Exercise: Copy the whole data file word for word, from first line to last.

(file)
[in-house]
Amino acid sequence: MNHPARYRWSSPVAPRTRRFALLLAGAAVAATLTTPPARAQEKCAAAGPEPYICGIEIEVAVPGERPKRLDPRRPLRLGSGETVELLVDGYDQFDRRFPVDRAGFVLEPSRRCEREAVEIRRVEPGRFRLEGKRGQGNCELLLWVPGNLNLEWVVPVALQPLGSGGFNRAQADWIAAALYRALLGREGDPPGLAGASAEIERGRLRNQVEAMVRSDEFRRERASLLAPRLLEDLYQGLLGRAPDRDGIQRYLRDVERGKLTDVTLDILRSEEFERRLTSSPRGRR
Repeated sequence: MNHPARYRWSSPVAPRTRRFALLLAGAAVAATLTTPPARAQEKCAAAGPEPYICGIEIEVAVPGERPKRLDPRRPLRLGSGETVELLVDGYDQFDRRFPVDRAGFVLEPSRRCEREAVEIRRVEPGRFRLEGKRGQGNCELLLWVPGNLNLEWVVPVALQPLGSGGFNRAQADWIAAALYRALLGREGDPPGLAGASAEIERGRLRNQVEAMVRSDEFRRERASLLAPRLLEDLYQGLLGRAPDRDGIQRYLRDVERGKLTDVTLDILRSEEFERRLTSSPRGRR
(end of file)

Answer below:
[in-house]
Amino acid sequence: MNHPARYRWSSPVAPRTRRFALLLAGAAVAATLTTPPARAQEKCAAAGPEPYICGIEIEVAVPGERPKRLDPRRPLRLGSGETVELLVDGYDQFDRRFPVDRAGFVLEPSRRCEREAVEIRRVEPGRFRLEGKRGQGNCELLLWVPGNLNLEWVVPVALQPLGSGGFNRAQADWIAAALYRALLGREGDPPGLAGASAEIERGRLRNQVEAMVRSDEFRRERASLLAPRLLEDLYQGLLGRAPDRDGIQRYLRDVERGKLTDVTLDILRSEEFERRLTSSPRGRR
Repeated sequence: MNHPARYRWSSPVAPRTRRFALLLAGAAVAATLTTPPARAQEKCAAAGPEPYICGIEIEVAVPGERPKRLDPRRPLRLGSGETVELLVDGYDQFDRRFPVDRAGFVLEPSRRCEREAVEIRRVEPGRFRLEGKRGQGNCELLLWVPGNLNLEWVVPVALQPLGSGGFNRAQADWIAAALYRALLGREGDPPGLAGASAEIERGRLRNQVEAMVRSDEFRRERASLLAPRLLEDLYQGLLGRAPDRDGIQRYLRDVERGKLTDVTLDILRSEEFERRLTSSPRGRR